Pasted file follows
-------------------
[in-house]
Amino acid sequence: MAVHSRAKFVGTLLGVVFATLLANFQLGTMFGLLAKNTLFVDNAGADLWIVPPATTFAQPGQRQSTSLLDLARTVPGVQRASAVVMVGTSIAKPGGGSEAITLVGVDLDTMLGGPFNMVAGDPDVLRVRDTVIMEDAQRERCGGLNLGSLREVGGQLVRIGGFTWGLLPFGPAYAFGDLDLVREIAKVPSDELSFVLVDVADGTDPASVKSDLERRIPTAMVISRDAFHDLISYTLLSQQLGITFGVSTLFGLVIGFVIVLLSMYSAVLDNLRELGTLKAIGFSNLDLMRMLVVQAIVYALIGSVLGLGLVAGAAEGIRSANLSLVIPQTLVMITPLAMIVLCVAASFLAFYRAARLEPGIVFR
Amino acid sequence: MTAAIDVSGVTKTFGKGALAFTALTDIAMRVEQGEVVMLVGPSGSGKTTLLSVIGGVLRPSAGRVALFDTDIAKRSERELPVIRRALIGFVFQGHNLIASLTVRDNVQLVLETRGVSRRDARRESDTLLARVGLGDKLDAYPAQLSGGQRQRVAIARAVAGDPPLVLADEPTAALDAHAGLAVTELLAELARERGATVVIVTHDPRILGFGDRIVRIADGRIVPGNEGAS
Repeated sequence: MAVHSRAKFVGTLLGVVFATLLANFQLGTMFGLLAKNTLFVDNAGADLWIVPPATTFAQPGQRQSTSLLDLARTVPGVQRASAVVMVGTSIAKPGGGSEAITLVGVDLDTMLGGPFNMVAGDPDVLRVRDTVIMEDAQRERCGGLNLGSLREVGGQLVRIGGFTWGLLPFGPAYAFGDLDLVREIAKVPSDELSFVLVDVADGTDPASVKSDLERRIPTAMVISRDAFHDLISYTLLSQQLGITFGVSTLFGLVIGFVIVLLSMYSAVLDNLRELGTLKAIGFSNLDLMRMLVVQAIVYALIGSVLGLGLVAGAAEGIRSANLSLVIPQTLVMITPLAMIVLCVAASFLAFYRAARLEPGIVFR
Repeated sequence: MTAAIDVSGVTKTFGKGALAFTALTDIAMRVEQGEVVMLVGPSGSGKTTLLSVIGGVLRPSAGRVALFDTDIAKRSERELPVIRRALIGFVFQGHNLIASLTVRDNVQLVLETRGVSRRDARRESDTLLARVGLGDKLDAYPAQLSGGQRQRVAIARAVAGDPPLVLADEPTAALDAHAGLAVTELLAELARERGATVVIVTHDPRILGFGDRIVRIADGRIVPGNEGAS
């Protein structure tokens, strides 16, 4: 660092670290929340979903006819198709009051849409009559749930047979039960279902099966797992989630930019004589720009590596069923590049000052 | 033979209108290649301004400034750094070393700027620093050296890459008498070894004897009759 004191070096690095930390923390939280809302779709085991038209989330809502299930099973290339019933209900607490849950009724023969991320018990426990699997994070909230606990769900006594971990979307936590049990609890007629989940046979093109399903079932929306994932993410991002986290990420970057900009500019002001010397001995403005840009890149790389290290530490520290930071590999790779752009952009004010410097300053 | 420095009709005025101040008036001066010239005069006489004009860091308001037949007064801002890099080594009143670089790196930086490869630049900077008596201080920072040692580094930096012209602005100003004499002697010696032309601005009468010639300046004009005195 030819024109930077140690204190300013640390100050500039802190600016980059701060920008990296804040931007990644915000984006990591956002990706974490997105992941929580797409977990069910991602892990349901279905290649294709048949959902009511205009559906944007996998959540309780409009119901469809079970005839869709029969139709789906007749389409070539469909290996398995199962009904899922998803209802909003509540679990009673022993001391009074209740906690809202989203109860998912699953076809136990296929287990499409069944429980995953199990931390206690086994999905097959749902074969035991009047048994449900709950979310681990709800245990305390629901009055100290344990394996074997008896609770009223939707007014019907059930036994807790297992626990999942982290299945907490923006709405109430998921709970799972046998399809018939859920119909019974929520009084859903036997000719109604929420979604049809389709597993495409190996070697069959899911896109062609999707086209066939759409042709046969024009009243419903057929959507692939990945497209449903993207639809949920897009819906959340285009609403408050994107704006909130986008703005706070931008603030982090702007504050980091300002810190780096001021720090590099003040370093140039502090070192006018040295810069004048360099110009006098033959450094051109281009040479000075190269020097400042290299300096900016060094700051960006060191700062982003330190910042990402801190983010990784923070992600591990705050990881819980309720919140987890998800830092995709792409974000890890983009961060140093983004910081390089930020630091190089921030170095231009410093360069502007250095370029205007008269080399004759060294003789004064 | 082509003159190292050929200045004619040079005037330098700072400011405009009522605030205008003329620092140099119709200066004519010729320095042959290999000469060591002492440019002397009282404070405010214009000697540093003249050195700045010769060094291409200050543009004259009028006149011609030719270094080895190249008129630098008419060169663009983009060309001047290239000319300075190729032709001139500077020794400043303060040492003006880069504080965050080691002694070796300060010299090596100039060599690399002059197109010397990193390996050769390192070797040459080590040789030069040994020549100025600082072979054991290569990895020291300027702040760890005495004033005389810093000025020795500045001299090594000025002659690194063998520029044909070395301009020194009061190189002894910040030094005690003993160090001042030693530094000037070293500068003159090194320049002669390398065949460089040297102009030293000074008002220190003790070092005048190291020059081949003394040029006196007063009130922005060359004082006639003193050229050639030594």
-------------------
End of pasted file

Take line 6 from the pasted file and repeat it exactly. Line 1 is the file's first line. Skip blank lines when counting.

């Protein structure tokens, strides 16, 4: 660092670290929340979903006819198709009051849409009559749930047979039960279902099966797992989630930019004589720009590596069923590049000052 | 033979209108290649301004400034750094070393700027620093050296890459008498070894004897009759 004191070096690095930390923390939280809302779709085991038209989330809502299930099973290339019933209900607490849950009724023969991320018990426990699997994070909230606990769900006594971990979307936590049990609890007629989940046979093109399903079932929306994932993410991002986290990420970057900009500019002001010397001995403005840009890149790389290290530490520290930071590999790779752009952009004010410097300053 | 420095009709005025101040008036001066010239005069006489004009860091308001037949007064801002890099080594009143670089790196930086490869630049900077008596201080920072040692580094930096012209602005100003004499002697010696032309601005009468010639300046004009005195 030819024109930077140690204190300013640390100050500039802190600016980059701060920008990296804040931007990644915000984006990591956002990706974490997105992941929580797409977990069910991602892990349901279905290649294709048949959902009511205009559906944007996998959540309780409009119901469809079970005839869709029969139709789906007749389409070539469909290996398995199962009904899922998803209802909003509540679990009673022993001391009074209740906690809202989203109860998912699953076809136990296929287990499409069944429980995953199990931390206690086994999905097959749902074969035991009047048994449900709950979310681990709800245990305390629901009055100290344990394996074997008896609770009223939707007014019907059930036994807790297992626990999942982290299945907490923006709405109430998921709970799972046998399809018939859920119909019974929520009084859903036997000719109604929420979604049809389709597993495409190996070697069959899911896109062609999707086209066939759409042709046969024009009243419903057929959507692939990945497209449903993207639809949920897009819906959340285009609403408050994107704006909130986008703005706070931008603030982090702007504050980091300002810190780096001021720090590099003040370093140039502090070192006018040295810069004048360099110009006098033959450094051109281009040479000075190269020097400042290299300096900016060094700051960006060191700062982003330190910042990402801190983010990784923070992600591990705050990881819980309720919140987890998800830092995709792409974000890890983009961060140093983004910081390089930020630091190089921030170095231009410093360069502007250095370029205007008269080399004759060294003789004064 | 082509003159190292050929200045004619040079005037330098700072400011405009009522605030205008003329620092140099119709200066004519010729320095042959290999000469060591002492440019002397009282404070405010214009000697540093003249050195700045010769060094291409200050543009004259009028006149011609030719270094080895190249008129630098008419060169663009983009060309001047290239000319300075190729032709001139500077020794400043303060040492003006880069504080965050080691002694070796300060010299090596100039060599690399002059197109010397990193390996050769390192070797040459080590040789030069040994020549100025600082072979054991290569990895020291300027702040760890005495004033005389810093000025020795500045001299090594000025002659690194063998520029044909070395301009020194009061190189002894910040030094005690003993160090001042030693530094000037070293500068003159090194320049002669390398065949460089040297102009030293000074008002220190003790070092005048190291020059081949003394040029006196007063009130922005060359004082006639003193050229050639030594």